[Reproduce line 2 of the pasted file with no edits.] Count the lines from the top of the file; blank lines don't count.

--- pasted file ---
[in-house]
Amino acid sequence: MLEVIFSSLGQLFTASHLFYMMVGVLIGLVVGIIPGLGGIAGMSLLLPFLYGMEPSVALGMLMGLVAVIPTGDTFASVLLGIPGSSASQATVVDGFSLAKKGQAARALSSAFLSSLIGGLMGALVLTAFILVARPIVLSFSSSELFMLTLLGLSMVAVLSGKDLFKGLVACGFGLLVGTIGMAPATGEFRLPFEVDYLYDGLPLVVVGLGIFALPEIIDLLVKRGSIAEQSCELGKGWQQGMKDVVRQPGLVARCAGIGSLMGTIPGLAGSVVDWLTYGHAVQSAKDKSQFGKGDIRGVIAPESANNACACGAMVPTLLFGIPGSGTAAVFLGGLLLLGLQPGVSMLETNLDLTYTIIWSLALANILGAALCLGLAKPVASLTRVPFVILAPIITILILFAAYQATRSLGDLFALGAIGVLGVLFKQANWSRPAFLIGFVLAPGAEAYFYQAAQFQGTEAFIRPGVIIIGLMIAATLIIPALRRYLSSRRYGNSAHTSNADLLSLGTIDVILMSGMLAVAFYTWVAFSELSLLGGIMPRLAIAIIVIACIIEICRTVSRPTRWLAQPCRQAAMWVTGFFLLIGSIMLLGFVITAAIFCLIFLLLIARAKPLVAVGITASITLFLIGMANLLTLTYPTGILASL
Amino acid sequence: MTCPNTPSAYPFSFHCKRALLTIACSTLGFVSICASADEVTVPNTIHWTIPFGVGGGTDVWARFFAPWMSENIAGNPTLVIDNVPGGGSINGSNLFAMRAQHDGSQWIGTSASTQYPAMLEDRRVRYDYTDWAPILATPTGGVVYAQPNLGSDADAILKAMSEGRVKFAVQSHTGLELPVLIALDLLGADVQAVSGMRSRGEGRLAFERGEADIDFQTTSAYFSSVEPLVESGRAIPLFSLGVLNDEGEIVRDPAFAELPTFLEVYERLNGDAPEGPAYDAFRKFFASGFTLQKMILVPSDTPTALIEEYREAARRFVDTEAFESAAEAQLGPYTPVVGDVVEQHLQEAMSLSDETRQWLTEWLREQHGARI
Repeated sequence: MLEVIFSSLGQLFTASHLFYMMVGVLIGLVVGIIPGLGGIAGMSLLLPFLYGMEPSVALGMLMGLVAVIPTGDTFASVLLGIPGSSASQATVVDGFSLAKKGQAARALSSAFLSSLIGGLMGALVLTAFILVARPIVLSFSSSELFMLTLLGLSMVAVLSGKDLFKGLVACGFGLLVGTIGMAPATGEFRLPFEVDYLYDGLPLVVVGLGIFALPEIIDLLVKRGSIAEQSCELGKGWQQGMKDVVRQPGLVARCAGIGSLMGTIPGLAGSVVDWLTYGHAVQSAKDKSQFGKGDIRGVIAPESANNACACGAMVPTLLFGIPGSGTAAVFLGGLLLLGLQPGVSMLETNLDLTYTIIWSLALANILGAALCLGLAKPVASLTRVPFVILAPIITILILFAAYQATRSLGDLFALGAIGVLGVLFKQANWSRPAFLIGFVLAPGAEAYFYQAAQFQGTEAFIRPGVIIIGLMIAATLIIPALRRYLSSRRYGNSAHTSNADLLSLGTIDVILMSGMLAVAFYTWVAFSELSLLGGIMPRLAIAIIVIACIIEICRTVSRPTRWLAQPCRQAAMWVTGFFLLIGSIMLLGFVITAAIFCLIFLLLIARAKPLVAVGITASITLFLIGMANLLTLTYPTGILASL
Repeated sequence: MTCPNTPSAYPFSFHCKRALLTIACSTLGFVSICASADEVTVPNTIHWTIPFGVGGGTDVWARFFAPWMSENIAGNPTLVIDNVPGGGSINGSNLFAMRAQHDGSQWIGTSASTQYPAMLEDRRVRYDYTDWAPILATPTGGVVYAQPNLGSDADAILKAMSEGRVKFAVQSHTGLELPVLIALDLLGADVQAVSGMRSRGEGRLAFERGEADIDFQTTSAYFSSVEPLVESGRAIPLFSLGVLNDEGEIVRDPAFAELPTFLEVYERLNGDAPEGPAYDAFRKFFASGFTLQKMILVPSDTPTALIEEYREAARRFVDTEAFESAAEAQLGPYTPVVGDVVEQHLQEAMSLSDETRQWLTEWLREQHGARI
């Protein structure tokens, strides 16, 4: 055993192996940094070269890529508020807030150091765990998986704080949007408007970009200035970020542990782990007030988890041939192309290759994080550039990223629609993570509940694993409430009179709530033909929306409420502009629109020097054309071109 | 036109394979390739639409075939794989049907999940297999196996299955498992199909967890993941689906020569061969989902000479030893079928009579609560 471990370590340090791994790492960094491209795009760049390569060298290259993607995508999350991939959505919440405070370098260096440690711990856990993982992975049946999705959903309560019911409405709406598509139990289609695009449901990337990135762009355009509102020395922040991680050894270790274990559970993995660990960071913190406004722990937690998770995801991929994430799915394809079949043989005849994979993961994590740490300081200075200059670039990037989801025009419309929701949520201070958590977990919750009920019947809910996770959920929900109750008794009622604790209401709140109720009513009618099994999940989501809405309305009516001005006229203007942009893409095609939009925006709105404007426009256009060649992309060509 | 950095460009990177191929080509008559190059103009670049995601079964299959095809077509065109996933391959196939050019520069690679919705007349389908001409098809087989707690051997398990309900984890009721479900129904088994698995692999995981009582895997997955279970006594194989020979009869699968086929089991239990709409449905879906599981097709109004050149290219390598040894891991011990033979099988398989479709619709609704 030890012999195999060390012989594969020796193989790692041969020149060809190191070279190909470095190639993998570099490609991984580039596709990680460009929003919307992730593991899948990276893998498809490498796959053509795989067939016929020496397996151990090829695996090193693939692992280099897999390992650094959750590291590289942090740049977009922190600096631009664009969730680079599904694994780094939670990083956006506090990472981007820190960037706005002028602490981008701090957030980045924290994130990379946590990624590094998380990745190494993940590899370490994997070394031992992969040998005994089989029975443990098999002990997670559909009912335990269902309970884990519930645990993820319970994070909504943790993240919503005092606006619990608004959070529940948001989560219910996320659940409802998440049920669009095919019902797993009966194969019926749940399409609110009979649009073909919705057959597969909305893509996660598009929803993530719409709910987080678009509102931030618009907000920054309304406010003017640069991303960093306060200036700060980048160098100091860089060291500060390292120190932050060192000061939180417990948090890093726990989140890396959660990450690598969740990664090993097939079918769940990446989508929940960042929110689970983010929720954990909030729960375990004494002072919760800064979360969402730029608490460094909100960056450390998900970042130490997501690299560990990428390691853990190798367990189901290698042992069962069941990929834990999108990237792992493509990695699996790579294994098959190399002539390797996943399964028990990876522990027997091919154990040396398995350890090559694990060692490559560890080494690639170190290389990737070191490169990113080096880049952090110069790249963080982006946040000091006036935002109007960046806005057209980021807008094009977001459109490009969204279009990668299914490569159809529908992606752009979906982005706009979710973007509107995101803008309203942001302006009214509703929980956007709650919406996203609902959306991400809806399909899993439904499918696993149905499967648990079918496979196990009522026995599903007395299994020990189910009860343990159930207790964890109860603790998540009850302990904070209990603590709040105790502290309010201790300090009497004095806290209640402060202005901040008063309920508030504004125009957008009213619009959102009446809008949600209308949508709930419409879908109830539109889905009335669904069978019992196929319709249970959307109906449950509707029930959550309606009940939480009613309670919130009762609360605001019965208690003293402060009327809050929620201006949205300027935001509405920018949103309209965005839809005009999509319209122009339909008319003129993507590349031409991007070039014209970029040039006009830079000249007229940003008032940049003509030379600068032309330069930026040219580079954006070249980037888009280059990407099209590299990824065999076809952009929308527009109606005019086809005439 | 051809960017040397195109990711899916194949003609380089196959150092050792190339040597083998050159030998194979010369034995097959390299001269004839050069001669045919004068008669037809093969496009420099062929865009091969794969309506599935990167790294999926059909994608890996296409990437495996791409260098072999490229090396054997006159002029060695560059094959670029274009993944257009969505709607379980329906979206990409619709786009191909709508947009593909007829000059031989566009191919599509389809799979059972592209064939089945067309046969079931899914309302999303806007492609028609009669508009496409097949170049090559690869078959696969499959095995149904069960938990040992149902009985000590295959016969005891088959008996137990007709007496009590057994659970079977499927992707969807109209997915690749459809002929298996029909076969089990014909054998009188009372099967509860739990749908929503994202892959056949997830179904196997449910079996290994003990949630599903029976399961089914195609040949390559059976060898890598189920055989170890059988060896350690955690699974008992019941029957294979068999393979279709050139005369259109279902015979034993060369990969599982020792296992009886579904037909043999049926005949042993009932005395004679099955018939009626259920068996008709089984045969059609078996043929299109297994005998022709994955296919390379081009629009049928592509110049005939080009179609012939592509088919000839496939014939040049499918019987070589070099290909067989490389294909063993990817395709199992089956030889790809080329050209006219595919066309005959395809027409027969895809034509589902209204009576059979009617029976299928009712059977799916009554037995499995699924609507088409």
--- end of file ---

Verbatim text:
Amino acid sequence: MLEVIFSSLGQLFTASHLFYMMVGVLIGLVVGIIPGLGGIAGMSLLLPFLYGMEPSVALGMLMGLVAVIPTGDTFASVLLGIPGSSASQATVVDGFSLAKKGQAARALSSAFLSSLIGGLMGALVLTAFILVARPIVLSFSSSELFMLTLLGLSMVAVLSGKDLFKGLVACGFGLLVGTIGMAPATGEFRLPFEVDYLYDGLPLVVVGLGIFALPEIIDLLVKRGSIAEQSCELGKGWQQGMKDVVRQPGLVARCAGIGSLMGTIPGLAGSVVDWLTYGHAVQSAKDKSQFGKGDIRGVIAPESANNACACGAMVPTLLFGIPGSGTAAVFLGGLLLLGLQPGVSMLETNLDLTYTIIWSLALANILGAALCLGLAKPVASLTRVPFVILAPIITILILFAAYQATRSLGDLFALGAIGVLGVLFKQANWSRPAFLIGFVLAPGAEAYFYQAAQFQGTEAFIRPGVIIIGLMIAATLIIPALRRYLSSRRYGNSAHTSNADLLSLGTIDVILMSGMLAVAFYTWVAFSELSLLGGIMPRLAIAIIVIACIIEICRTVSRPTRWLAQPCRQAAMWVTGFFLLIGSIMLLGFVITAAIFCLIFLLLIARAKPLVAVGITASITLFLIGMANLLTLTYPTGILASL